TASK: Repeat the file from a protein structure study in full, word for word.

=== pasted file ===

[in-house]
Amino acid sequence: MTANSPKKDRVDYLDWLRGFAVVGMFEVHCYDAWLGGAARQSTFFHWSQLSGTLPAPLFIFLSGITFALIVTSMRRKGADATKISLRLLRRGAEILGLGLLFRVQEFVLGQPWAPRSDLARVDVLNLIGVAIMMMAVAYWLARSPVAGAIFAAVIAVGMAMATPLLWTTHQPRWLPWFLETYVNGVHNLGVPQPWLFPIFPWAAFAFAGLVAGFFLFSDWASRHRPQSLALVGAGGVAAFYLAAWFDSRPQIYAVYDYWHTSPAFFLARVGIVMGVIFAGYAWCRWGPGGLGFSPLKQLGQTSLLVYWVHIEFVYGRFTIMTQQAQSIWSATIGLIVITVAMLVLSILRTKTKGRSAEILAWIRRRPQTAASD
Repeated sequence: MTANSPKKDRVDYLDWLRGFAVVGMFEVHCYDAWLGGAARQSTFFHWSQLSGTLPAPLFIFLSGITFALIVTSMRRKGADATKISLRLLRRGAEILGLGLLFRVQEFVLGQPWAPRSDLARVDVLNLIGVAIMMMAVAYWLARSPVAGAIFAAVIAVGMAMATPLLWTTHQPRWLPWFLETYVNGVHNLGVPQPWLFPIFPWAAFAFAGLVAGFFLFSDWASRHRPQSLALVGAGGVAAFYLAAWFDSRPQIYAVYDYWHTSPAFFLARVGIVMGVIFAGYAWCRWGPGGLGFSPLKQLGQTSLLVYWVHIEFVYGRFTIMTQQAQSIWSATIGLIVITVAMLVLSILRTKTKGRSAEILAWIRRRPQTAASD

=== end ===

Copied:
[in-house]
Amino acid sequence: MTANSPKKDRVDYLDWLRGFAVVGMFEVHCYDAWLGGAARQSTFFHWSQLSGTLPAPLFIFLSGITFALIVTSMRRKGADATKISLRLLRRGAEILGLGLLFRVQEFVLGQPWAPRSDLARVDVLNLIGVAIMMMAVAYWLARSPVAGAIFAAVIAVGMAMATPLLWTTHQPRWLPWFLETYVNGVHNLGVPQPWLFPIFPWAAFAFAGLVAGFFLFSDWASRHRPQSLALVGAGGVAAFYLAAWFDSRPQIYAVYDYWHTSPAFFLARVGIVMGVIFAGYAWCRWGPGGLGFSPLKQLGQTSLLVYWVHIEFVYGRFTIMTQQAQSIWSATIGLIVITVAMLVLSILRTKTKGRSAEILAWIRRRPQTAASD
Repeated sequence: MTANSPKKDRVDYLDWLRGFAVVGMFEVHCYDAWLGGAARQSTFFHWSQLSGTLPAPLFIFLSGITFALIVTSMRRKGADATKISLRLLRRGAEILGLGLLFRVQEFVLGQPWAPRSDLARVDVLNLIGVAIMMMAVAYWLARSPVAGAIFAAVIAVGMAMATPLLWTTHQPRWLPWFLETYVNGVHNLGVPQPWLFPIFPWAAFAFAGLVAGFFLFSDWASRHRPQSLALVGAGGVAAFYLAAWFDSRPQIYAVYDYWHTSPAFFLARVGIVMGVIFAGYAWCRWGPGGLGFSPLKQLGQTSLLVYWVHIEFVYGRFTIMTQQAQSIWSATIGLIVITVAMLVLSILRTKTKGRSAEILAWIRRRPQTAASD